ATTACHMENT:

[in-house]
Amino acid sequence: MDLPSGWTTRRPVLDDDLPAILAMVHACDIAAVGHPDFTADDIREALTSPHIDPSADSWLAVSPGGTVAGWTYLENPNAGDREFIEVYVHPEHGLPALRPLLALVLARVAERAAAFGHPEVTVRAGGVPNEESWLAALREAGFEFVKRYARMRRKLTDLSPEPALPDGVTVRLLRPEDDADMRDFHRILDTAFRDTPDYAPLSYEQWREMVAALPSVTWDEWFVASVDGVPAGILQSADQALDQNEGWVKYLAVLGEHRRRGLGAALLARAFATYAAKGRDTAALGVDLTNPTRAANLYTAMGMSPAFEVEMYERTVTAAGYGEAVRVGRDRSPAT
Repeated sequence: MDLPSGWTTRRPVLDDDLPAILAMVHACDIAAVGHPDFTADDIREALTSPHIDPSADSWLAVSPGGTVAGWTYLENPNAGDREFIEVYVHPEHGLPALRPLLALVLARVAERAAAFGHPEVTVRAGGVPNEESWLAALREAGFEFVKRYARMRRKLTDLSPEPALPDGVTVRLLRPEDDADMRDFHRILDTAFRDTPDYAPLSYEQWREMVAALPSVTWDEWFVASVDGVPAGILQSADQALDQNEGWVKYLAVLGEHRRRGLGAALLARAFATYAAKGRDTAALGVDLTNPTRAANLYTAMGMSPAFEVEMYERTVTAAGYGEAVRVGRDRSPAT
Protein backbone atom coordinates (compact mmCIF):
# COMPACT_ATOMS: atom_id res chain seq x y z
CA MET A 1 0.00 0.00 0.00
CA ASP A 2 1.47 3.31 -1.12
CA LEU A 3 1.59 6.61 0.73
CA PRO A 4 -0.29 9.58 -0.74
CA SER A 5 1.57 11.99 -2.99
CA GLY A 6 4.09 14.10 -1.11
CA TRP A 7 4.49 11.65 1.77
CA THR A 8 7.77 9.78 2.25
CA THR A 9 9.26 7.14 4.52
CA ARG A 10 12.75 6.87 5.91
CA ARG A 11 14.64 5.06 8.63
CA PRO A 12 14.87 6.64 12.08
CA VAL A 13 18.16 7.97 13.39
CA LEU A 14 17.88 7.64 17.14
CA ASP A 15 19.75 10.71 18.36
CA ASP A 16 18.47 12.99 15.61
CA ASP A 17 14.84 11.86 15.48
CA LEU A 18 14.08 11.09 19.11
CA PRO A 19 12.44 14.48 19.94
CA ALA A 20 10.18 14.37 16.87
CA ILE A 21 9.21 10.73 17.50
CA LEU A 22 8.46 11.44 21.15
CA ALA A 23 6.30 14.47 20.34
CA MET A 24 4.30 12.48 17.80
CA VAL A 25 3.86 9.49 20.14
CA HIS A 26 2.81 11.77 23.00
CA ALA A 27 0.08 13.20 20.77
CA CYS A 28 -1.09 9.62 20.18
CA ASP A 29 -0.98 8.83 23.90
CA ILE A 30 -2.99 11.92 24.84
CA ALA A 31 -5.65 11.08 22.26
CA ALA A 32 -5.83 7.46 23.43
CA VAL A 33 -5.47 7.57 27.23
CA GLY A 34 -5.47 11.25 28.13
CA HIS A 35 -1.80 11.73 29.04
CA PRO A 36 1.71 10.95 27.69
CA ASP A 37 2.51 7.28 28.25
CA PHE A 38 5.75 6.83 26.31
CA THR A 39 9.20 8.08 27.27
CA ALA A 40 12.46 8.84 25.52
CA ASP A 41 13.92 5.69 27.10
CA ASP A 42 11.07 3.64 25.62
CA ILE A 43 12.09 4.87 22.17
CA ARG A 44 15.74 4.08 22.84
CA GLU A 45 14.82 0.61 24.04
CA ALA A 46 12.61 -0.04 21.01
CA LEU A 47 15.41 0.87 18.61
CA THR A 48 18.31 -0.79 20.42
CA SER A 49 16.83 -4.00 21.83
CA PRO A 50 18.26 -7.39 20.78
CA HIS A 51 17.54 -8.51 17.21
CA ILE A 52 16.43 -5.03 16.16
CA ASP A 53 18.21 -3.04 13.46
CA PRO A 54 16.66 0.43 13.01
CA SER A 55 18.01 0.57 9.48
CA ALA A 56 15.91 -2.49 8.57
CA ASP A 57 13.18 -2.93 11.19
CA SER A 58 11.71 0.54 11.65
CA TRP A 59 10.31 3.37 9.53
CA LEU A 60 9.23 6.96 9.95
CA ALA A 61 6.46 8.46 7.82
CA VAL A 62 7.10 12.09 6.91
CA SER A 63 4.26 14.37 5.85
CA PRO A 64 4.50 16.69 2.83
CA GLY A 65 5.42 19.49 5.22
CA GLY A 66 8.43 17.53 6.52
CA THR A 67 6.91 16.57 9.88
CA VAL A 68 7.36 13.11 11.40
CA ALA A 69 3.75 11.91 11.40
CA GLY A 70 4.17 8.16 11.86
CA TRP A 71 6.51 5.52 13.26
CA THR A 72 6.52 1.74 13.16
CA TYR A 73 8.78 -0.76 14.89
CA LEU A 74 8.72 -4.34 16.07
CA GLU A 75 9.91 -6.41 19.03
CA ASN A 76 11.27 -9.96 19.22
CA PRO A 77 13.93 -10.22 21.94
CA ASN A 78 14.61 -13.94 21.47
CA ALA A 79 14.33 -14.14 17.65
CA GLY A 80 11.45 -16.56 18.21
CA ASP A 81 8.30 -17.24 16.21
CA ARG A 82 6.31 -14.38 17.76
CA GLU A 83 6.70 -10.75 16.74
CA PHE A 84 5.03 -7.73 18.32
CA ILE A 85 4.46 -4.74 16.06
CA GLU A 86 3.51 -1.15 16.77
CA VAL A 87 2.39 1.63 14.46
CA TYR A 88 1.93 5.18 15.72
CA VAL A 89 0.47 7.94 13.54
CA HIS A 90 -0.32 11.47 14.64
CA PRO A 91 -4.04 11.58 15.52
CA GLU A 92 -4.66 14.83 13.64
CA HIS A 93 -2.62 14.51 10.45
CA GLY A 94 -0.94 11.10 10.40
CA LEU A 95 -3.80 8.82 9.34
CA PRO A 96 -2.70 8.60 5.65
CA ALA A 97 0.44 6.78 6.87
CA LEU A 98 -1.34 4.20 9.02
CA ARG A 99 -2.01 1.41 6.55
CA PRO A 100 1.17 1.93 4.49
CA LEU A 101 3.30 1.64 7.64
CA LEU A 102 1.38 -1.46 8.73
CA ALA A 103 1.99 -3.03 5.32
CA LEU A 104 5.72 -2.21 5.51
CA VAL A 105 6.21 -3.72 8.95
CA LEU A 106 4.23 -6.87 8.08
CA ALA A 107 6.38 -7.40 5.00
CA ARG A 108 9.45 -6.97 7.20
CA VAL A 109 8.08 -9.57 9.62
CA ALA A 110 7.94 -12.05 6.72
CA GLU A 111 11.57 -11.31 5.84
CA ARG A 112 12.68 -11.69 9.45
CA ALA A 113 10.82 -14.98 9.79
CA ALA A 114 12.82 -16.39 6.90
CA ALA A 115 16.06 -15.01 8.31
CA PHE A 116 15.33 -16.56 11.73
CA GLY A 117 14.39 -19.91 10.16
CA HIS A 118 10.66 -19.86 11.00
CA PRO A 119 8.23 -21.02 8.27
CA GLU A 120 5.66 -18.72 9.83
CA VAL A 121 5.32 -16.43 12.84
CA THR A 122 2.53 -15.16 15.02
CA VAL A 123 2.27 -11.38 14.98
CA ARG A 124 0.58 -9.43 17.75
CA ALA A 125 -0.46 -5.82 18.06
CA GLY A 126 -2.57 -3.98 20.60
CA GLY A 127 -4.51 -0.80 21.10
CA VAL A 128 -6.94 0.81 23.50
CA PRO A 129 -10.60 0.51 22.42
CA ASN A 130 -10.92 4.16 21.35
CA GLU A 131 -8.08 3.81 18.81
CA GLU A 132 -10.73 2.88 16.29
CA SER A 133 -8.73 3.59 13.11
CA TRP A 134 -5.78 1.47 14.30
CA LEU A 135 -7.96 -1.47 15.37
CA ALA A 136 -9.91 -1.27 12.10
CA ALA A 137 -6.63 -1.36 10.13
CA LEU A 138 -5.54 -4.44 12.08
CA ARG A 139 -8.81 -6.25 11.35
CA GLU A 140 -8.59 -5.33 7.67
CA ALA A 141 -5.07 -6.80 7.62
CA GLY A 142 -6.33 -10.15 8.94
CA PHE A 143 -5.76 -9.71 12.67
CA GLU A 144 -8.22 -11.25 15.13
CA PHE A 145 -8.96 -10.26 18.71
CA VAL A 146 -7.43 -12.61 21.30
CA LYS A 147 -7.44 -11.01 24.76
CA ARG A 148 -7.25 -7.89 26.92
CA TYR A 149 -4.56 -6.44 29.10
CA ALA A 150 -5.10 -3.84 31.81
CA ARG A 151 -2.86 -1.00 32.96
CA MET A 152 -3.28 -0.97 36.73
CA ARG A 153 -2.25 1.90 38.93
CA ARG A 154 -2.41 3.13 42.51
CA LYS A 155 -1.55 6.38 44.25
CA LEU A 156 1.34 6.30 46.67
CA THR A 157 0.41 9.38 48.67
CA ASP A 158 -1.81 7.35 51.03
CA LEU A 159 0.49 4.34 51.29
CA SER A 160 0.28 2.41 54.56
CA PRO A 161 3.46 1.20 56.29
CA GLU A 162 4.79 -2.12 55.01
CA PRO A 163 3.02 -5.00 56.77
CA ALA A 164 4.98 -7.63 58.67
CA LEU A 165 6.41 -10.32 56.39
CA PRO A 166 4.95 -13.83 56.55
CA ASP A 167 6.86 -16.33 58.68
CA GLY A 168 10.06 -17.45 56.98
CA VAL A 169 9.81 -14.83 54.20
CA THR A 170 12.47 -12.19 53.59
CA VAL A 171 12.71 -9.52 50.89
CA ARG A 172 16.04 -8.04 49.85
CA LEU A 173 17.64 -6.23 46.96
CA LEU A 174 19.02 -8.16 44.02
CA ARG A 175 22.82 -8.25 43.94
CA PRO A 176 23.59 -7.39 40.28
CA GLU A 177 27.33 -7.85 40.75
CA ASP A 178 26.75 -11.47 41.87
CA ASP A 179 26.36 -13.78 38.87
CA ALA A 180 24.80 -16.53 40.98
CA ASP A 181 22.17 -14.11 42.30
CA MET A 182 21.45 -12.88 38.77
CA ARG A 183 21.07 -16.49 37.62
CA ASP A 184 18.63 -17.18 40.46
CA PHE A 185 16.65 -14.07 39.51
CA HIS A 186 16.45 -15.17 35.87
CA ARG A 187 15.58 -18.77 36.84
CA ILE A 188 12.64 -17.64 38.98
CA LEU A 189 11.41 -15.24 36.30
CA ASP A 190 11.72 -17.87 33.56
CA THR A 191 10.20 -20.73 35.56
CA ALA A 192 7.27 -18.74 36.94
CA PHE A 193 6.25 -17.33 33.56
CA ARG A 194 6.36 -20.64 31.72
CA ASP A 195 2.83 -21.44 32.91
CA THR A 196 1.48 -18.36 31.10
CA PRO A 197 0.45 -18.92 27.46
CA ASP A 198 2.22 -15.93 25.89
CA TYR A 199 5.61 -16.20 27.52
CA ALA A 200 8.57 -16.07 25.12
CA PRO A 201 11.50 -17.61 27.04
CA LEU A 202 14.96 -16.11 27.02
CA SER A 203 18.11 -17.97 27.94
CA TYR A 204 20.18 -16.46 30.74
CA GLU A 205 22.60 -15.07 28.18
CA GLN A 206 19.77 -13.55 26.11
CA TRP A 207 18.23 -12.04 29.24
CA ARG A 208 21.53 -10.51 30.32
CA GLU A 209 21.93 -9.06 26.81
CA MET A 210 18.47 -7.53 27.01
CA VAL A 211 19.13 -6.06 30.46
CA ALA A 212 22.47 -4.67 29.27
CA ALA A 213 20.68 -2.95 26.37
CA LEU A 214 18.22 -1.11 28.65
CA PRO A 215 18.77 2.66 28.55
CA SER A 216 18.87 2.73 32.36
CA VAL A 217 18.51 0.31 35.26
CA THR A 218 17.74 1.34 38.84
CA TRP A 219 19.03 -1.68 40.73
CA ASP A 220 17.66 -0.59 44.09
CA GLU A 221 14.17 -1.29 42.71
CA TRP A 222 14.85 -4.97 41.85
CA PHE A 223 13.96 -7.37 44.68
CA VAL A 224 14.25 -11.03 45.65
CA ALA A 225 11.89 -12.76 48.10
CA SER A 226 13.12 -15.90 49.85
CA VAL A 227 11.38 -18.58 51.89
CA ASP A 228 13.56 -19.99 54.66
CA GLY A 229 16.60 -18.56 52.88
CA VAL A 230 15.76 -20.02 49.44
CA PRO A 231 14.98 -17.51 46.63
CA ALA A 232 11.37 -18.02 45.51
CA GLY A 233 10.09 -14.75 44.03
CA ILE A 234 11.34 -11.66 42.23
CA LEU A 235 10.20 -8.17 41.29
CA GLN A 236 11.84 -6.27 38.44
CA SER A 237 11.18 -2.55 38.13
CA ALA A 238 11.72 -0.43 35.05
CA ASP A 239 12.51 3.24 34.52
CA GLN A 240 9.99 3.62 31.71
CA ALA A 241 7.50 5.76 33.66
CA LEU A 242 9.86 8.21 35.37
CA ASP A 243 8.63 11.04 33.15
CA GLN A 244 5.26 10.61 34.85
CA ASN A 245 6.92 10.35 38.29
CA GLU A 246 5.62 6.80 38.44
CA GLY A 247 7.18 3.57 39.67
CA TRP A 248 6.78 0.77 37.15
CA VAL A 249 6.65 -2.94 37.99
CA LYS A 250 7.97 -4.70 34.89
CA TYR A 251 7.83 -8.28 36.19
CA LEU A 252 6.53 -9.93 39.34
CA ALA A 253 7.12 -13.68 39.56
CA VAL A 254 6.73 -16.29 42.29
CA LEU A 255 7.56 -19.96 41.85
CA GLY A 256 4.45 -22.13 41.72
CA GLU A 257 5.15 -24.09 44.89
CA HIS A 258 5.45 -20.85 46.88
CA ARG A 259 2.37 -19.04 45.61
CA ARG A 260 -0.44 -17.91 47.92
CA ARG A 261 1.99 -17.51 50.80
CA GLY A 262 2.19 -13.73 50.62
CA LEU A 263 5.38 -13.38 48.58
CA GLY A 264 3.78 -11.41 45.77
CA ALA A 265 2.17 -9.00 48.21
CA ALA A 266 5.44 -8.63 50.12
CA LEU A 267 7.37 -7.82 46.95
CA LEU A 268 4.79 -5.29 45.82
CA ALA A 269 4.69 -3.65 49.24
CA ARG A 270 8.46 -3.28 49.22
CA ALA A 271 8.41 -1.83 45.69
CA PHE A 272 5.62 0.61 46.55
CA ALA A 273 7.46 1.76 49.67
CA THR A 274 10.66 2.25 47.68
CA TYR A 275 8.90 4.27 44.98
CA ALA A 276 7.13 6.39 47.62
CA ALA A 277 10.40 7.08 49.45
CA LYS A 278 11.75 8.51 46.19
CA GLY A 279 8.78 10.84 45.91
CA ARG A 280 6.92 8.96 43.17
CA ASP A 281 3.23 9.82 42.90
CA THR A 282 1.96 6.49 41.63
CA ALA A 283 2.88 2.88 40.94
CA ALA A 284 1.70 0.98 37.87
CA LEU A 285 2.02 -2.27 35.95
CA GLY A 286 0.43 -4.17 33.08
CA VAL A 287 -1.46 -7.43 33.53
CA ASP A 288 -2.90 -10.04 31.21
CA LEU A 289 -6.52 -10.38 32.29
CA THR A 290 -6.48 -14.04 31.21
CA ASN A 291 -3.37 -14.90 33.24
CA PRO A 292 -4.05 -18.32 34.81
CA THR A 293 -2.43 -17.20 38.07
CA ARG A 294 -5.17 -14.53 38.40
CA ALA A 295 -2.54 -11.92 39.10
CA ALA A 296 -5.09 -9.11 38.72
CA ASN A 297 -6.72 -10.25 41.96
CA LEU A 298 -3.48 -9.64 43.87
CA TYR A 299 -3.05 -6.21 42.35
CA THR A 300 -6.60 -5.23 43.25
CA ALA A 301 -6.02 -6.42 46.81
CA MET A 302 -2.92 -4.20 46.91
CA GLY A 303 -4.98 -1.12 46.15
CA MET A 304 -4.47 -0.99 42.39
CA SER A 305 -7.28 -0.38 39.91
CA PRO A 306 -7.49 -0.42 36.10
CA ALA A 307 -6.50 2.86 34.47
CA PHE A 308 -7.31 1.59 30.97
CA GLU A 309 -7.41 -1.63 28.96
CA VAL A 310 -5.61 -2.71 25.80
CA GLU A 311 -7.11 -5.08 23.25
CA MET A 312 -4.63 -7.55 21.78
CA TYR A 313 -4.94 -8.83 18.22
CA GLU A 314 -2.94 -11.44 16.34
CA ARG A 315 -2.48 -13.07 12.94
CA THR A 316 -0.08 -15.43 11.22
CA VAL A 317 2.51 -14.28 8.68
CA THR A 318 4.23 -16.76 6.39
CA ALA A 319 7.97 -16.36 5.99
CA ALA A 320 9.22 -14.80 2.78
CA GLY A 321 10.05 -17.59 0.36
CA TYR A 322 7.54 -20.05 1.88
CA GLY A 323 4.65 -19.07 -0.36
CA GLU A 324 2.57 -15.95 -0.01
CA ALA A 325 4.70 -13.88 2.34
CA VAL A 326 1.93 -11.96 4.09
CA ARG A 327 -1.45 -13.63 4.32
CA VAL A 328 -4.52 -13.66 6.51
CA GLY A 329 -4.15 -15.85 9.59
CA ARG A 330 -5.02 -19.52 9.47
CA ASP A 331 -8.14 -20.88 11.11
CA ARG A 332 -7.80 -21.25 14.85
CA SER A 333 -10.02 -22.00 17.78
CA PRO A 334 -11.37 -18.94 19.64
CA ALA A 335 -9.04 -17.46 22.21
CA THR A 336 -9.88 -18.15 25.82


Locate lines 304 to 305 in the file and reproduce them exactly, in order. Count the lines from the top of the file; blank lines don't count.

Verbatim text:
CA TYR A 299 -3.05 -6.21 42.35
CA THR A 300 -6.60 -5.23 43.25